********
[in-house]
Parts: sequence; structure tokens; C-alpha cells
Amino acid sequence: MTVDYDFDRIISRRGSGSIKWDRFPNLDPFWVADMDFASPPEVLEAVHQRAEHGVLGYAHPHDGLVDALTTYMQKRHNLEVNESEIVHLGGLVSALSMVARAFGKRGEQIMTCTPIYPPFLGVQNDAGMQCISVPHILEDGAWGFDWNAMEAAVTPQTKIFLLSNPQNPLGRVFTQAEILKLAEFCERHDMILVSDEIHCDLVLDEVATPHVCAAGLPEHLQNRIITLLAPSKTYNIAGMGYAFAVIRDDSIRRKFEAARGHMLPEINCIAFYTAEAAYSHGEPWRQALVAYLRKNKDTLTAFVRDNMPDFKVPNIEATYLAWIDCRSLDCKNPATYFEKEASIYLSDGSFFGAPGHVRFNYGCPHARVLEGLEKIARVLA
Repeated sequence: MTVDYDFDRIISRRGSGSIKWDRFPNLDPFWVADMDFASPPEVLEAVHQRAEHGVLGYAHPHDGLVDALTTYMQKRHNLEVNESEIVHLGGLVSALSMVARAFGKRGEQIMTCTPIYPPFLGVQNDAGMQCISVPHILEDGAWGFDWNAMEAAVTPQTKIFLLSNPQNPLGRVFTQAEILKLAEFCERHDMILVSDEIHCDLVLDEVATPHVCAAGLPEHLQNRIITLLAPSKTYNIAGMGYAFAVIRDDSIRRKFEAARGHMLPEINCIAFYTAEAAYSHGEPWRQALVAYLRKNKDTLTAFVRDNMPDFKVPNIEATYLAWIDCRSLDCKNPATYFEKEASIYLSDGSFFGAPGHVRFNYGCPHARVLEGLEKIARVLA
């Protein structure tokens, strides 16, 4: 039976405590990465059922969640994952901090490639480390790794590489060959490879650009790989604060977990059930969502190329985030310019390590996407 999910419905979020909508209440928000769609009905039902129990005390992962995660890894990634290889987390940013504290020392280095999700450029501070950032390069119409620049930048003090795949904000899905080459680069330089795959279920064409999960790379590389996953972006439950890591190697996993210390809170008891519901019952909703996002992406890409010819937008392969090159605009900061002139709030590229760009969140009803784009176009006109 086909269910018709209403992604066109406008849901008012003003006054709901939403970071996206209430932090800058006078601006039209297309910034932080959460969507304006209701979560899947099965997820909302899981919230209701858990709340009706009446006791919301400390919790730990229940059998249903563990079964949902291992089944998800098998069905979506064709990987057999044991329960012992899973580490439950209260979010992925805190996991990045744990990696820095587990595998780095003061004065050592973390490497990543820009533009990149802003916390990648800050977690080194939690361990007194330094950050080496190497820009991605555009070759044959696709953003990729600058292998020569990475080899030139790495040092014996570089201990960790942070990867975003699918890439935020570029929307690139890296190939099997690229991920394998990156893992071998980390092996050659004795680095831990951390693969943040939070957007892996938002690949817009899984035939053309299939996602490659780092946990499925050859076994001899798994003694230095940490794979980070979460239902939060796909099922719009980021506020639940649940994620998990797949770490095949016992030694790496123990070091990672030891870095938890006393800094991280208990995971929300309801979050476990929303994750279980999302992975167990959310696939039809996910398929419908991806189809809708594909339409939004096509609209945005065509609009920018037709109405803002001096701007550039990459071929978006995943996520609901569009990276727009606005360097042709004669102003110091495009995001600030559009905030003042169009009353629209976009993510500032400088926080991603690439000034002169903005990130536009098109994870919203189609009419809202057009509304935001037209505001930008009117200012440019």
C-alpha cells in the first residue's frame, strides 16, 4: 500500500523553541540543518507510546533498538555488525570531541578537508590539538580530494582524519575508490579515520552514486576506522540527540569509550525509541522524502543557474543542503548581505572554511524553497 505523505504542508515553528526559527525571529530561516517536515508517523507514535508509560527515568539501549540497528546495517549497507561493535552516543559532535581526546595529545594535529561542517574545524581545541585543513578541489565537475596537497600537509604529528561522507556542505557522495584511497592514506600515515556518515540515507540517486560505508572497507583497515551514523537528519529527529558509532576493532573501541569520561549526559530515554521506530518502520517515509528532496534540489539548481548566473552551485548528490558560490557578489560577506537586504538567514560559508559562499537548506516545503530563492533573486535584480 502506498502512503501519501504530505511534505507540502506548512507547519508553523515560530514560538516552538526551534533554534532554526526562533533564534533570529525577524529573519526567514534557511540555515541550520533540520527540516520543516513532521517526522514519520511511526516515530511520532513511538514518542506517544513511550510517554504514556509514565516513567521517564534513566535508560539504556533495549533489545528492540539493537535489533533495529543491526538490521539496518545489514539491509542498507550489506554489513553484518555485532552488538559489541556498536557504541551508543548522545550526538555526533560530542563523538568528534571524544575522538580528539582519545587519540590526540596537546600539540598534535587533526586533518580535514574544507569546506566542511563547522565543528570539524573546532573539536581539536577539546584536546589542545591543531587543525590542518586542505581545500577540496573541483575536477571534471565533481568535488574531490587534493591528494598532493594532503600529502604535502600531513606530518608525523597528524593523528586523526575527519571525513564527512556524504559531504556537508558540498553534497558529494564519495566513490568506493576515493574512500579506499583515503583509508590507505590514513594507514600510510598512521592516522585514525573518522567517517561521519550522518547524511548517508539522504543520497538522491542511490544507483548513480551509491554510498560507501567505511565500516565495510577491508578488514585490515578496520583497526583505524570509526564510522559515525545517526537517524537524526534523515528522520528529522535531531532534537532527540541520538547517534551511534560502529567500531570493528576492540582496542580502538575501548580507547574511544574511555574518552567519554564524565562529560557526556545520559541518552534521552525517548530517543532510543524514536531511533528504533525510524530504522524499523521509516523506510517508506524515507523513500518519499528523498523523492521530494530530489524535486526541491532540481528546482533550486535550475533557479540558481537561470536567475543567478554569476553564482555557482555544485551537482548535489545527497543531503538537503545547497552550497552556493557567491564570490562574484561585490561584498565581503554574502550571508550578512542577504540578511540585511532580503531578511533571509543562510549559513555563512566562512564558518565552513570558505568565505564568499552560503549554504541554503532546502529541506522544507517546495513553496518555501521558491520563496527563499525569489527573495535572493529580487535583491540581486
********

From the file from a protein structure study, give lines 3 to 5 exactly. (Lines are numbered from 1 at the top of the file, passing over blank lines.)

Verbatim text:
Amino acid sequence: MTVDYDFDRIISRRGSGSIKWDRFPNLDPFWVADMDFASPPEVLEAVHQRAEHGVLGYAHPHDGLVDALTTYMQKRHNLEVNESEIVHLGGLVSALSMVARAFGKRGEQIMTCTPIYPPFLGVQNDAGMQCISVPHILEDGAWGFDWNAMEAAVTPQTKIFLLSNPQNPLGRVFTQAEILKLAEFCERHDMILVSDEIHCDLVLDEVATPHVCAAGLPEHLQNRIITLLAPSKTYNIAGMGYAFAVIRDDSIRRKFEAARGHMLPEINCIAFYTAEAAYSHGEPWRQALVAYLRKNKDTLTAFVRDNMPDFKVPNIEATYLAWIDCRSLDCKNPATYFEKEASIYLSDGSFFGAPGHVRFNYGCPHARVLEGLEKIARVLA
Repeated sequence: MTVDYDFDRIISRRGSGSIKWDRFPNLDPFWVADMDFASPPEVLEAVHQRAEHGVLGYAHPHDGLVDALTTYMQKRHNLEVNESEIVHLGGLVSALSMVARAFGKRGEQIMTCTPIYPPFLGVQNDAGMQCISVPHILEDGAWGFDWNAMEAAVTPQTKIFLLSNPQNPLGRVFTQAEILKLAEFCERHDMILVSDEIHCDLVLDEVATPHVCAAGLPEHLQNRIITLLAPSKTYNIAGMGYAFAVIRDDSIRRKFEAARGHMLPEINCIAFYTAEAAYSHGEPWRQALVAYLRKNKDTLTAFVRDNMPDFKVPNIEATYLAWIDCRSLDCKNPATYFEKEASIYLSDGSFFGAPGHVRFNYGCPHARVLEGLEKIARVLA
């Protein structure tokens, strides 16, 4: 039976405590990465059922969640994952901090490639480390790794590489060959490879650009790989604060977990059930969502190329985030310019390590996407 999910419905979020909508209440928000769609009905039902129990005390992962995660890894990634290889987390940013504290020392280095999700450029501070950032390069119409620049930048003090795949904000899905080459680069330089795959279920064409999960790379590389996953972006439950890591190697996993210390809170008891519901019952909703996002992406890409010819937008392969090159605009900061002139709030590229760009969140009803784009176009006109 086909269910018709209403992604066109406008849901008012003003006054709901939403970071996206209430932090800058006078601006039209297309910034932080959460969507304006209701979560899947099965997820909302899981919230209701858990709340009706009446006791919301400390919790730990229940059998249903563990079964949902291992089944998800098998069905979506064709990987057999044991329960012992899973580490439950209260979010992925805190996991990045744990990696820095587990595998780095003061004065050592973390490497990543820009533009990149802003916390990648800050977690080194939690361990007194330094950050080496190497820009991605555009070759044959696709953003990729600058292998020569990475080899030139790495040092014996570089201990960790942070990867975003699918890439935020570029929307690139890296190939099997690229991920394998990156893992071998980390092996050659004795680095831990951390693969943040939070957007892996938002690949817009899984035939053309299939996602490659780092946990499925050859076994001899798994003694230095940490794979980070979460239902939060796909099922719009980021506020639940649940994620998990797949770490095949016992030694790496123990070091990672030891870095938890006393800094991280208990995971929300309801979050476990929303994750279980999302992975167990959310696939039809996910398929419908991806189809809708594909339409939004096509609209945005065509609009920018037709109405803002001096701007550039990459071929978006995943996520609901569009990276727009606005360097042709004669102003110091495009995001600030559009905030003042169009009353629209976009993510500032400088926080991603690439000034002169903005990130536009098109994870919203189609009419809202057009509304935001037209505001930008009117200012440019």